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Rubh' An Dunain, Skye

Cave (Period Unassigned)

Site Name Rubh' An Dunain, Skye

Classification Cave (Period Unassigned)

Alternative Name(s) Creag A' Chapuill; Rudh' An Dunain

Canmore ID 11025

Site Number NG31NE 5

NGR NG 3995 1625

Datum OSGB36 - NGR


Ordnance Survey licence number AC0000807262. All rights reserved.
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Administrative Areas

  • Council Highland
  • Parish Bracadale
  • Former Region Highland
  • Former District Skye And Lochalsh
  • Former County Inverness-shire

Archaeology Notes

NG31NE 5 3995 1625.

(NG 3995 1625) A small and shallow cave (15' greatest width, 9' greatest depth) excavated September, 1932 by W Lindsay Scott. The floor of the cave proved to be very disturbed and the stratification therefore mainly unreliable. However, from the few finds, its occupation seems to have commenced at the time of the later stage of the development of the chambered cairn nearby (NG31NE 2) when beakers had ousted Windmill Hill ware, and ended by the time the galleried dun (NG31NE 1) was built.

The finds included beaker sherds of A c type, with refuse representative of a stone-knapper's workshop in the same level and immediately above; also Iron Age sherds, some iron slag and a primitive Catalan forge. Neither domestic hearth nor R.B. pottery was found but a few fragments of pottery may indicate casual use in the early centuries of the present era.

The stone knapping aspect of this site is listed under the heading of 'Mesolithic Survivals', and given a possible association with the industry of Rudh'an Achaidh Mh'oir in South Morar (A D Lacaille 1954).

W L Scott 1934; A D Lacaille 1954.

Cave as described.

Visited by OS (C F W) 8 April 1961.

In 1932 Scott excavated a shallow cave or rock-shelter set into the W end of Creag a' Chapuill ridge. The cave is the farthest E of the prehistoric monuments on the Rubh' an Dunain peninsula, and has entered the archaeological literature under this name. It has also been known as Rudh' an Dunain, and is situated at an altitude of about 31m OD, 200m inland from the N end of Soay Sound and about 5 km SSW of the nearest public road at Culnamean, Minginish.

The cave was found to measure about 9' (2.7m) in depth by 15' (4.6m) transversely and was exposed to the prevailing wind and rain. The remains were interpreted as evidence for Beaker period stone-knapping, Iron Age iron-smelting and transitory occupation in the Early Historic period and in modern times.

Among the finds there was a wooden blade-like object which was found on its edge about 6" (150mm) from the Iron Age furnace and apparently in the same layer. One corner and part of the surface were reported to have suffered from rot, but the remains measured 1'6" (0.46m) in length by 5?" (140mm) in breadth and ?" (19mm) in thickness. In the ambiguous and distorted stratigraphy of the cave, it is uncertain whether this object was connected with iron-smelting activities, as Scott suggests. The published photograph suggests an identification as an oar-blade similar to that from Lochlea (NS43SE 5) but its date is uncertain.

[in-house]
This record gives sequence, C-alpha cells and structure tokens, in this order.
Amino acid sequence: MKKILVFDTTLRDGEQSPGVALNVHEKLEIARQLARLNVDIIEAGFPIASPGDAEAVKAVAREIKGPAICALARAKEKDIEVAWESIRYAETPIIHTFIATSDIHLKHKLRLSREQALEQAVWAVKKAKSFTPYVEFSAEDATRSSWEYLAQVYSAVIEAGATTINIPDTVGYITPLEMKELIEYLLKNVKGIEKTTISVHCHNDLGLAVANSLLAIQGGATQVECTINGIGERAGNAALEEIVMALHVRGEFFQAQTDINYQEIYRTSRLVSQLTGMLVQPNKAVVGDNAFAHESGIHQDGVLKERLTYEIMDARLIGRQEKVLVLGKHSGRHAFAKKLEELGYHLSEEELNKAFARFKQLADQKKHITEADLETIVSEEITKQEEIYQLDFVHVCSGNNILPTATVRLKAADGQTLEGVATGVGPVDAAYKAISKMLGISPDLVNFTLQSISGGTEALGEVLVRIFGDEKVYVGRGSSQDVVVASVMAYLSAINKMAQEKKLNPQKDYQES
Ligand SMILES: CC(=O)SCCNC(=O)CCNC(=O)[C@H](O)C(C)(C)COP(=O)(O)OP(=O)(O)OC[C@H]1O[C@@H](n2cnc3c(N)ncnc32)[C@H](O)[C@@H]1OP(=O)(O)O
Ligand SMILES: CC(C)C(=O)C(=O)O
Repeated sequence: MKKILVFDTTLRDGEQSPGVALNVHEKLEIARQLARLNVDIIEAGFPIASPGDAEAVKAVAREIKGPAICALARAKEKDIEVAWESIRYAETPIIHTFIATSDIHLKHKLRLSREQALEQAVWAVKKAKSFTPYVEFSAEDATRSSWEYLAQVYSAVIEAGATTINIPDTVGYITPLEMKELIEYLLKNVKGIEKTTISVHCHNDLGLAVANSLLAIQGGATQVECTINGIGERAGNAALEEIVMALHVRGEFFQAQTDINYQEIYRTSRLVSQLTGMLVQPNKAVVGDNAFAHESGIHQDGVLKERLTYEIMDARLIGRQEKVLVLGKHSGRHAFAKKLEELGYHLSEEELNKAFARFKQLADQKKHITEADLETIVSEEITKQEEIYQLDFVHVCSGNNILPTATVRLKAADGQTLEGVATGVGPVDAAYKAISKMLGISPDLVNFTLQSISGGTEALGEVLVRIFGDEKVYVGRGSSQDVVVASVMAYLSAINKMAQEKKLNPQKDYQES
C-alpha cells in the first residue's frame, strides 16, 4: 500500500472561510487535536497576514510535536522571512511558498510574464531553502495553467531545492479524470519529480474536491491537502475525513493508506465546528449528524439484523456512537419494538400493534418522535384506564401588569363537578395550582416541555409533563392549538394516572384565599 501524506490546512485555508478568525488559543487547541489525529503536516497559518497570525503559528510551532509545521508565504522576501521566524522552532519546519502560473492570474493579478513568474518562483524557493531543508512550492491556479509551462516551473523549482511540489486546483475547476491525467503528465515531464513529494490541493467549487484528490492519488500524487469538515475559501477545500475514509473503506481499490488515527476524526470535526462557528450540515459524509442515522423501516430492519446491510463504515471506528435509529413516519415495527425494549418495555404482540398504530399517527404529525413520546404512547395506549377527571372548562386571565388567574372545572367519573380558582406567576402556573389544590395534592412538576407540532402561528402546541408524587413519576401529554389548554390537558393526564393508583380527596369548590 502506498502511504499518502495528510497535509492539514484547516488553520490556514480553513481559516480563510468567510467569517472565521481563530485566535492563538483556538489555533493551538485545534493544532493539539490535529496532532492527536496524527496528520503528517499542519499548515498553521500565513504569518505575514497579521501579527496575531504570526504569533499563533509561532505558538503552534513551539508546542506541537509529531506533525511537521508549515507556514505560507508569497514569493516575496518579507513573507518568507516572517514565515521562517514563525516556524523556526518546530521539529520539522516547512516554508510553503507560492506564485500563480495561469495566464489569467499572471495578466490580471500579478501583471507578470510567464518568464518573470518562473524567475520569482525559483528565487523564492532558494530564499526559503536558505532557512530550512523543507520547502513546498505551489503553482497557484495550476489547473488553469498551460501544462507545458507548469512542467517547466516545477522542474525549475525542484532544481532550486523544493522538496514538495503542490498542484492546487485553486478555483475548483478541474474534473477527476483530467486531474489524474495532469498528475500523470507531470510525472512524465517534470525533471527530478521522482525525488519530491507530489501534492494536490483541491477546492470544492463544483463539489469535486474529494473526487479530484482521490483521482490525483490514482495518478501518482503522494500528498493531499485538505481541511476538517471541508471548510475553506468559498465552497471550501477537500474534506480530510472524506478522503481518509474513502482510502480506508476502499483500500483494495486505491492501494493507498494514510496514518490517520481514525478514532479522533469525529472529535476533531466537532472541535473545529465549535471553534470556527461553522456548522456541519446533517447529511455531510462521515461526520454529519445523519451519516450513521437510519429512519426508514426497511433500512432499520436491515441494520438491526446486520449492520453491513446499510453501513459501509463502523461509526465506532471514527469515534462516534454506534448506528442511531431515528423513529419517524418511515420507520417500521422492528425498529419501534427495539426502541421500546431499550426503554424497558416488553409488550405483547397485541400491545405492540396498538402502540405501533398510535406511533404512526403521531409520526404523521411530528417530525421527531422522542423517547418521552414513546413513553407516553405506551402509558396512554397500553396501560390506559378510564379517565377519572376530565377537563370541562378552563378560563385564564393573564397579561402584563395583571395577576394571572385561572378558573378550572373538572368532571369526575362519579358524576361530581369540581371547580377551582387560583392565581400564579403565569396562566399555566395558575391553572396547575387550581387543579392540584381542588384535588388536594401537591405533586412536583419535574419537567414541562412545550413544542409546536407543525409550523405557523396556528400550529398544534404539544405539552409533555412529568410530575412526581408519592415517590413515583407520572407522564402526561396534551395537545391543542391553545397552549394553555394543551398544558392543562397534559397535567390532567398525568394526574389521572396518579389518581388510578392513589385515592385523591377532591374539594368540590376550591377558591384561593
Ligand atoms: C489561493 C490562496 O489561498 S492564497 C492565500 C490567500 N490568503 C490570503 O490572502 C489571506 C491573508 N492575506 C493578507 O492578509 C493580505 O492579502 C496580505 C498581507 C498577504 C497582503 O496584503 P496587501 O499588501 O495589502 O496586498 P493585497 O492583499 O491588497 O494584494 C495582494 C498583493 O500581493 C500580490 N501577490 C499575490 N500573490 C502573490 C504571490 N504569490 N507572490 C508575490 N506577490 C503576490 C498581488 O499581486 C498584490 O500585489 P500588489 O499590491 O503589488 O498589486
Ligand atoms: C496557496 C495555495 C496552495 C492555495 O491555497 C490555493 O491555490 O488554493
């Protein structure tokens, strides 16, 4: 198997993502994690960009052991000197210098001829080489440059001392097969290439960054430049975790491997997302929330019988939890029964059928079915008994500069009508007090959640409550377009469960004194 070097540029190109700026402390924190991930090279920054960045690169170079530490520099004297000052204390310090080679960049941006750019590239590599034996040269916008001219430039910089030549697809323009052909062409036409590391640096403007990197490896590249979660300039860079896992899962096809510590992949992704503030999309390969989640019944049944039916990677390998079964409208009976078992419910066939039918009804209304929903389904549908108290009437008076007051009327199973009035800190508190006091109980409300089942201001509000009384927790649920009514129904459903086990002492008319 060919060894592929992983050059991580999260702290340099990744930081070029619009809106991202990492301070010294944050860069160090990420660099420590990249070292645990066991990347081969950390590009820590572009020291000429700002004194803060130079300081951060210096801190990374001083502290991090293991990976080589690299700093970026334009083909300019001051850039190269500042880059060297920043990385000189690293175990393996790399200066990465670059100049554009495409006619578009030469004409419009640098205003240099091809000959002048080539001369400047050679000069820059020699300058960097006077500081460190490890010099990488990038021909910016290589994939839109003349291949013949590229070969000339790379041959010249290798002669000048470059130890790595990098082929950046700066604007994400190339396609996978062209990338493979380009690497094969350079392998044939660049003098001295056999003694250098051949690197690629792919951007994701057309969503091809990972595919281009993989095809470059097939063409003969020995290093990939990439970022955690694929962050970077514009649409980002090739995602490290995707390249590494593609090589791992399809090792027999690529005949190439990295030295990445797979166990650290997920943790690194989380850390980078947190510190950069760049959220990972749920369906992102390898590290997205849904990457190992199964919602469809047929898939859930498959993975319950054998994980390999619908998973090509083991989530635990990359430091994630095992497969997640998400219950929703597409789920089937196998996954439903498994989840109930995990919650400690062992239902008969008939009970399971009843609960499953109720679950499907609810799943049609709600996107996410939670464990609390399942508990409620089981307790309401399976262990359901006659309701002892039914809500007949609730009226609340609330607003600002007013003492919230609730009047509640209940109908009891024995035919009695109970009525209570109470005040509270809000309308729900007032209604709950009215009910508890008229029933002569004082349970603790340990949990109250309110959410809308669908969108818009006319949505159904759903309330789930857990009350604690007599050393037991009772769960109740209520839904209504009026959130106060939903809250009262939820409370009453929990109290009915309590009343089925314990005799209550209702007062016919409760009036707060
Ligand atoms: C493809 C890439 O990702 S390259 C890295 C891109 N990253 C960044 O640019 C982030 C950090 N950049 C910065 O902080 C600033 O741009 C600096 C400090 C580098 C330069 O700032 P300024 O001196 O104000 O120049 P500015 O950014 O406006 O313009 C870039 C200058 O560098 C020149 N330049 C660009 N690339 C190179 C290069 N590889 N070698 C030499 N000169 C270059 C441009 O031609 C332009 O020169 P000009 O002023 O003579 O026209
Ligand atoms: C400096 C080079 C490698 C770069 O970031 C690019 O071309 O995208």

The artifact is in store at the Royal Museum of Scotland under accession number NMS HM 301 and is identified in the accessions register as a 'spatulate wooden object'. It measures 0.45m in length by up to 140mm transversely across the blade; the blade and the diagonally-cut shoulders account for 70% of the former figure. The thickness is about 15mm throughout and there is no differentiation between the dorsal and ventral surfaces. The timber is brown in colour with burnt patches of charcoal-like texture flaking away in places, and is heavily-grained in the plane of the longitudinal axis; slight splitting has occurred. The sides, which were possibly chamfered, and the end of the blade have been worn down and rounded, giving the impression of considerable antiquity. The butt end was probably cut square across but has become irregularly worn. It is now assymetrical in form, possibly as a result of wear; on the assumption that it was formerly symmetrical, it would have measured about 160mm across.

In the absence of any evident parallel, the function of the object remains uncertain. The breadth of the blade and the shortness of the handle would, however, seem to militate against its use for maritime propulsion.

W L Scott 1934; S E Rees 1979; RMS accessions register: typescript continuation catalogue; R J C Mowat 1996, visited January 1988.


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